© Copyright 1998 Systems and Computer Technology, Inc. SCT, the SCT logo, and Banner are registered trademarks.
CourtConnect is a trademark of SCT. This contains trade secrets and is subject to a confidentiality agreement. The unauthorized possession, use, reproduction, distribution, display, or disclosure of this material or the information contained herein is prohibited.
All rights reserved. User Accepts/Agrees to Disclaimer. Not for official use.

This is the disclaimer that appears here, and here, and here, for the on-line systems of Fresno, Solano and Kings Counties, respectively. Aaron would have surely been outraged had he seen this paragraph, let alone the first lengthy disclaimer that one must agree to before even getting that far.

Apparently, according to this legalese, written by lawyers for a company called SCT, acquired by ACS, acquired by Xerox, the software running the web site "contains trade secrets," which are left...secret. Use of the web site is subject to a confidentiality agreement, which must be...confidential...because it does not appear anywhere. And one may not possess, use, reproduce, distribute, display, or disclose public information from the site, which is supposedly copyrighted, without prior authorization. Of course, all rights are reserved to the software company that made the program.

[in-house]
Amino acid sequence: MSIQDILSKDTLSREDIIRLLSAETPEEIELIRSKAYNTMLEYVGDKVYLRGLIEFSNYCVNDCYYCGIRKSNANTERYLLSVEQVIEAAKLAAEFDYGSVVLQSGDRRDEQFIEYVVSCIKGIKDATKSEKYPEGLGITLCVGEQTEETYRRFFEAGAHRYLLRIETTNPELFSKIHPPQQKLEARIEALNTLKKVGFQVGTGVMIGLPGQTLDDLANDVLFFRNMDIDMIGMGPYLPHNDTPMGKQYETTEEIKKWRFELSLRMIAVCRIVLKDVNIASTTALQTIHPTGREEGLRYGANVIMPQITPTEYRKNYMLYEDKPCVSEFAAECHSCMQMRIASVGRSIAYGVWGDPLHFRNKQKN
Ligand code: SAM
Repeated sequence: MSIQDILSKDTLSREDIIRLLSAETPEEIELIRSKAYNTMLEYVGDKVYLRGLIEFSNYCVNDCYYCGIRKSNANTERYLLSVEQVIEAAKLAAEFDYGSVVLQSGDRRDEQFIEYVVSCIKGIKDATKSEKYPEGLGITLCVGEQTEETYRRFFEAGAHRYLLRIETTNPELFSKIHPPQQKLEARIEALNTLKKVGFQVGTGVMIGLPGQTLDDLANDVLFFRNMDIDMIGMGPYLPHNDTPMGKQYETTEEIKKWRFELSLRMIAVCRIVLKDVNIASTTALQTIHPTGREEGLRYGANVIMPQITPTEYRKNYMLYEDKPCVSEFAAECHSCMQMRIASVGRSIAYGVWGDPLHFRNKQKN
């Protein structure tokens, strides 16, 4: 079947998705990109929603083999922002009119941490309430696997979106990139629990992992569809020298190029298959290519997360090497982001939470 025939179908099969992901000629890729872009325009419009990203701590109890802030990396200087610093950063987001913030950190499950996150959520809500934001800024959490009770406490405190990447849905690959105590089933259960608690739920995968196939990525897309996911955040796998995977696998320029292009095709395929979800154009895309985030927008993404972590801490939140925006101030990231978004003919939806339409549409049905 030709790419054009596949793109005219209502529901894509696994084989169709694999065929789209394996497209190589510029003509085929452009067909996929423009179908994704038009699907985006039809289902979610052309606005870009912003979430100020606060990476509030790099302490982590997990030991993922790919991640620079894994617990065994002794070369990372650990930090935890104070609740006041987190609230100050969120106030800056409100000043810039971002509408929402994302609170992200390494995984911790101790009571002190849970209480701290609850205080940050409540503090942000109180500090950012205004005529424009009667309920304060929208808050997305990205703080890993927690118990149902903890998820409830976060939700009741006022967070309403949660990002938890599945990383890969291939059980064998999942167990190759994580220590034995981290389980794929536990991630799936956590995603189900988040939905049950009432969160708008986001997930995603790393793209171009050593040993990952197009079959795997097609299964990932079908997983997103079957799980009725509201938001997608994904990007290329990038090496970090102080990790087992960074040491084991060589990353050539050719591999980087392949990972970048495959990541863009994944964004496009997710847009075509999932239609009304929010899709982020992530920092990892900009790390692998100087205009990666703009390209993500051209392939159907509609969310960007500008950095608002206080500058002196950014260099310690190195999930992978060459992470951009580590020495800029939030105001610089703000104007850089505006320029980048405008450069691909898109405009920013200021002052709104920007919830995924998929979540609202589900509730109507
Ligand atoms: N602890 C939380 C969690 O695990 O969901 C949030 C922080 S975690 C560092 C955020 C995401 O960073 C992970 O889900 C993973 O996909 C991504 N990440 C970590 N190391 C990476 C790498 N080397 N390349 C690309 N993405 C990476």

This is beyond absurd. It's atrocious and insulting. Unmodified public information in the public domain belongs to the public no matter what server it is coming from. Aaron wouldn't have stood for such blatant nonsense, and we won't either. That's why we're sending this to Xerox to demand an answer.